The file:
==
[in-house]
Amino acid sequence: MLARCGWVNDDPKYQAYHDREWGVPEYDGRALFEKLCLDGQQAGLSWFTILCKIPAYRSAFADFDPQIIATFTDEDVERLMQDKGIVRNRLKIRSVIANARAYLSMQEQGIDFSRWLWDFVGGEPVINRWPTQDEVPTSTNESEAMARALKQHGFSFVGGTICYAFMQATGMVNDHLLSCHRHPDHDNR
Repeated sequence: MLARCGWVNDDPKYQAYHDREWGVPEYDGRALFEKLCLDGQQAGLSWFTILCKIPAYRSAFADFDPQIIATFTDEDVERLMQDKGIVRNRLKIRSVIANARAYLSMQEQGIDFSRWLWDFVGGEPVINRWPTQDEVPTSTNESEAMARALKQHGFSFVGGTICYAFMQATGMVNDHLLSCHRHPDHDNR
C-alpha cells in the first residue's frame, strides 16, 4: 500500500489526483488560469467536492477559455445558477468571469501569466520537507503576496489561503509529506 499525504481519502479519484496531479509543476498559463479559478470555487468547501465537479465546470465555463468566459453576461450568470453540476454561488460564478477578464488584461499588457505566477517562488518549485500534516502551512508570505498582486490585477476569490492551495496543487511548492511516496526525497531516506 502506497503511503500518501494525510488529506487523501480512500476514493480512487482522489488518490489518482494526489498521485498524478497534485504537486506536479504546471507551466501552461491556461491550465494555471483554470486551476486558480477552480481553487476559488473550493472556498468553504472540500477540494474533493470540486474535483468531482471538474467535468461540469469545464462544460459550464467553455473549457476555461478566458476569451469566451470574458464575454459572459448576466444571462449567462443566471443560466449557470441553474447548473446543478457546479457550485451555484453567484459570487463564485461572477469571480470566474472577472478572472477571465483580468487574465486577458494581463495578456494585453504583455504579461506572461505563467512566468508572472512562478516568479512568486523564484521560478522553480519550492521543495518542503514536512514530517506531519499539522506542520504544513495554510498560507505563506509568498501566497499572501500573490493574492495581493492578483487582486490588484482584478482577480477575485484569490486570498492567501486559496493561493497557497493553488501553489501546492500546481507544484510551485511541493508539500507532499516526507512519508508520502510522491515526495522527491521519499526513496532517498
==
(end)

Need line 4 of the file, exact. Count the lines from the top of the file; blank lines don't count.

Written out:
C-alpha cells in the first residue's frame, strides 16, 4: 500500500489526483488560469467536492477559455445558477468571469501569466520537507503576496489561503509529506 499525504481519502479519484496531479509543476498559463479559478470555487468547501465537479465546470465555463468566459453576461450568470453540476454561488460564478477578464488584461499588457505566477517562488518549485500534516502551512508570505498582486490585477476569490492551495496543487511548492511516496526525497531516506 502506497503511503500518501494525510488529506487523501480512500476514493480512487482522489488518490489518482494526489498521485498524478497534485504537486506536479504546471507551466501552461491556461491550465494555471483554470486551476486558480477552480481553487476559488473550493472556498468553504472540500477540494474533493470540486474535483468531482471538474467535468461540469469545464462544460459550464467553455473549457476555461478566458476569451469566451470574458464575454459572459448576466444571462449567462443566471443560466449557470441553474447548473446543478457546479457550485451555484453567484459570487463564485461572477469571480470566474472577472478572472477571465483580468487574465486577458494581463495578456494585453504583455504579461506572461505563467512566468508572472512562478516568479512568486523564484521560478522553480519550492521543495518542503514536512514530517506531519499539522506542520504544513495554510498560507505563506509568498501566497499572501500573490493574492495581493492578483487582486490588484482584478482577480477575485484569490486570498492567501486559496493561493497557497493553488501553489501546492500546481507544484510551485511541493508539500507532499516526507512519508508520502510522491515526495522527491521519499526513496532517498